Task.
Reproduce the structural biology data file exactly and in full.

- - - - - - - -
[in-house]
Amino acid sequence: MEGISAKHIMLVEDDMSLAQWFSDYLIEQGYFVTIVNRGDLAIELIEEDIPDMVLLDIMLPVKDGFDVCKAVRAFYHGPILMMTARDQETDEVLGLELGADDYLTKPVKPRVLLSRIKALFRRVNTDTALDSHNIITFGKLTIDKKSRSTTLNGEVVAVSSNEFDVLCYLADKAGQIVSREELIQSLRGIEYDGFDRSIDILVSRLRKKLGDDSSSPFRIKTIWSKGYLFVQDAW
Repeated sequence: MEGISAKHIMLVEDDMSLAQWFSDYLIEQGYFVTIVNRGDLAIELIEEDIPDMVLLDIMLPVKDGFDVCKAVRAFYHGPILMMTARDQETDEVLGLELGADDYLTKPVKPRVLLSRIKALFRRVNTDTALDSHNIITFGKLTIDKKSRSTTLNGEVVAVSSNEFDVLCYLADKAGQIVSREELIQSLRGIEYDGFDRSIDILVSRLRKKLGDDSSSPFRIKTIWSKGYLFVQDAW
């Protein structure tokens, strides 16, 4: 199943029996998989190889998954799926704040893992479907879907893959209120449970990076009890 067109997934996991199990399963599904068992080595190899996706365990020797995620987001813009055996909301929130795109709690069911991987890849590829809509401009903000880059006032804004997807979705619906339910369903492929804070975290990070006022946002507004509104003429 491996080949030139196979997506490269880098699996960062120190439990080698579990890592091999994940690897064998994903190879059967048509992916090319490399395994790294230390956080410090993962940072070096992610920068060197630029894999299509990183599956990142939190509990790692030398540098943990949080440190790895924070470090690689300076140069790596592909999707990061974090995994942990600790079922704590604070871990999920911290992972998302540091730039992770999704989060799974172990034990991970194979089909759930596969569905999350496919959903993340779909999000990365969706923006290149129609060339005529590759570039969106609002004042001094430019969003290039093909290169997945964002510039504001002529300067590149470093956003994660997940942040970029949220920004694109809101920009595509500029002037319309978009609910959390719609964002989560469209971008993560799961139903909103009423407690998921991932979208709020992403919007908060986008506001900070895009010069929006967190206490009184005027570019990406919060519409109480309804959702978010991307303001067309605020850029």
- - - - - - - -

[in-house]
Amino acid sequence: MEGISAKHIMLVEDDMSLAQWFSDYLIEQGYFVTIVNRGDLAIELIEEDIPDMVLLDIMLPVKDGFDVCKAVRAFYHGPILMMTARDQETDEVLGLELGADDYLTKPVKPRVLLSRIKALFRRVNTDTALDSHNIITFGKLTIDKKSRSTTLNGEVVAVSSNEFDVLCYLADKAGQIVSREELIQSLRGIEYDGFDRSIDILVSRLRKKLGDDSSSPFRIKTIWSKGYLFVQDAW
Repeated sequence: MEGISAKHIMLVEDDMSLAQWFSDYLIEQGYFVTIVNRGDLAIELIEEDIPDMVLLDIMLPVKDGFDVCKAVRAFYHGPILMMTARDQETDEVLGLELGADDYLTKPVKPRVLLSRIKALFRRVNTDTALDSHNIITFGKLTIDKKSRSTTLNGEVVAVSSNEFDVLCYLADKAGQIVSREELIQSLRGIEYDGFDRSIDILVSRLRKKLGDDSSSPFRIKTIWSKGYLFVQDAW
């Protein structure tokens, strides 16, 4: 199943029996998989190889998954799926704040893992479907879907893959209120449970990076009890 067109997934996991199990399963599904068992080595190899996706365990020797995620987001813009055996909301929130795109709690069911991987890849590829809509401009903000880059006032804004997807979705619906339910369903492929804070975290990070006022946002507004509104003429 491996080949030139196979997506490269880098699996960062120190439990080698579990890592091999994940690897064998994903190879059967048509992916090319490399395994790294230390956080410090993962940072070096992610920068060197630029894999299509990183599956990142939190509990790692030398540098943990949080440190790895924070470090690689300076140069790596592909999707990061974090995994942990600790079922704590604070871990999920911290992972998302540091730039992770999704989060799974172990034990991970194979089909759930596969569905999350496919959903993340779909999000990365969706923006290149129609060339005529590759570039969106609002004042001094430019969003290039093909290169997945964002510039504001002529300067590149470093956003994660997940942040970029949220920004694109809101920009595509500029002037319309978009609910959390719609964002989560469209971008993560799961139903909103009423407690998921991932979208709020992403919007908060986008506001900070895009010069929006967190206490009184005027570019990406919060519409109480309804959702978010991307303001067309605020850029």